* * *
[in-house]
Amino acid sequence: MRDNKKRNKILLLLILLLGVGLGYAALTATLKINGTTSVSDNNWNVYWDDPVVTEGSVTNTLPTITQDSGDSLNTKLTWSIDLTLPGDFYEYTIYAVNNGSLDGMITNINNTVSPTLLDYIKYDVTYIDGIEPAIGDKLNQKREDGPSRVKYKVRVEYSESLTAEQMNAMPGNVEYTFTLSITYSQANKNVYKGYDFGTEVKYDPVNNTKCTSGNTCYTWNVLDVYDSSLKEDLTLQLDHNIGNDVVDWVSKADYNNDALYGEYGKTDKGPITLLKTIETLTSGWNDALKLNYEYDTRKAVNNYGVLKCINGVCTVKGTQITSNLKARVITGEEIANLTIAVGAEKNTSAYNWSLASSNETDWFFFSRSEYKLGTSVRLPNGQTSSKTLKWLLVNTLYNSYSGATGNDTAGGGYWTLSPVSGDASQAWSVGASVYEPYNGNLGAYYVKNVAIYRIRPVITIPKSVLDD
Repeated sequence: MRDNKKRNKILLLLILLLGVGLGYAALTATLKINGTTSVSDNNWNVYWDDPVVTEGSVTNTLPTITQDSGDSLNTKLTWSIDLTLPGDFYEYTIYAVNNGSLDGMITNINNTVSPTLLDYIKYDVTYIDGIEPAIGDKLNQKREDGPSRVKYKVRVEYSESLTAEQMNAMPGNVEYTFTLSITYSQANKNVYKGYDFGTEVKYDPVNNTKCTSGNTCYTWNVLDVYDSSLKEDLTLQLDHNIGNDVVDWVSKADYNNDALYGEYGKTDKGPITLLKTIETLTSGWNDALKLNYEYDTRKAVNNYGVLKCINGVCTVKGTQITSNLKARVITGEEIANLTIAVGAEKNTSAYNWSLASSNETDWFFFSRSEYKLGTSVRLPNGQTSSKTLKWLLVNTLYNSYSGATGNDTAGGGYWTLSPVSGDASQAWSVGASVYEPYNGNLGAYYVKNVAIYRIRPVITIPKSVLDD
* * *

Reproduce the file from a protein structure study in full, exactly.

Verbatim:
[in-house]
Amino acid sequence: MRDNKKRNKILLLLILLLGVGLGYAALTATLKINGTTSVSDNNWNVYWDDPVVTEGSVTNTLPTITQDSGDSLNTKLTWSIDLTLPGDFYEYTIYAVNNGSLDGMITNINNTVSPTLLDYIKYDVTYIDGIEPAIGDKLNQKREDGPSRVKYKVRVEYSESLTAEQMNAMPGNVEYTFTLSITYSQANKNVYKGYDFGTEVKYDPVNNTKCTSGNTCYTWNVLDVYDSSLKEDLTLQLDHNIGNDVVDWVSKADYNNDALYGEYGKTDKGPITLLKTIETLTSGWNDALKLNYEYDTRKAVNNYGVLKCINGVCTVKGTQITSNLKARVITGEEIANLTIAVGAEKNTSAYNWSLASSNETDWFFFSRSEYKLGTSVRLPNGQTSSKTLKWLLVNTLYNSYSGATGNDTAGGGYWTLSPVSGDASQAWSVGASVYEPYNGNLGAYYVKNVAIYRIRPVITIPKSVLDD
Repeated sequence: MRDNKKRNKILLLLILLLGVGLGYAALTATLKINGTTSVSDNNWNVYWDDPVVTEGSVTNTLPTITQDSGDSLNTKLTWSIDLTLPGDFYEYTIYAVNNGSLDGMITNINNTVSPTLLDYIKYDVTYIDGIEPAIGDKLNQKREDGPSRVKYKVRVEYSESLTAEQMNAMPGNVEYTFTLSITYSQANKNVYKGYDFGTEVKYDPVNNTKCTSGNTCYTWNVLDVYDSSLKEDLTLQLDHNIGNDVVDWVSKADYNNDALYGEYGKTDKGPITLLKTIETLTSGWNDALKLNYEYDTRKAVNNYGVLKCINGVCTVKGTQITSNLKARVITGEEIANLTIAVGAEKNTSAYNWSLASSNETDWFFFSRSEYKLGTSVRLPNGQTSSKTLKWLLVNTLYNSYSGATGNDTAGGGYWTLSPVSGDASQAWSVGASVYEPYNGNLGAYYVKNVAIYRIRPVITIPKSVLDD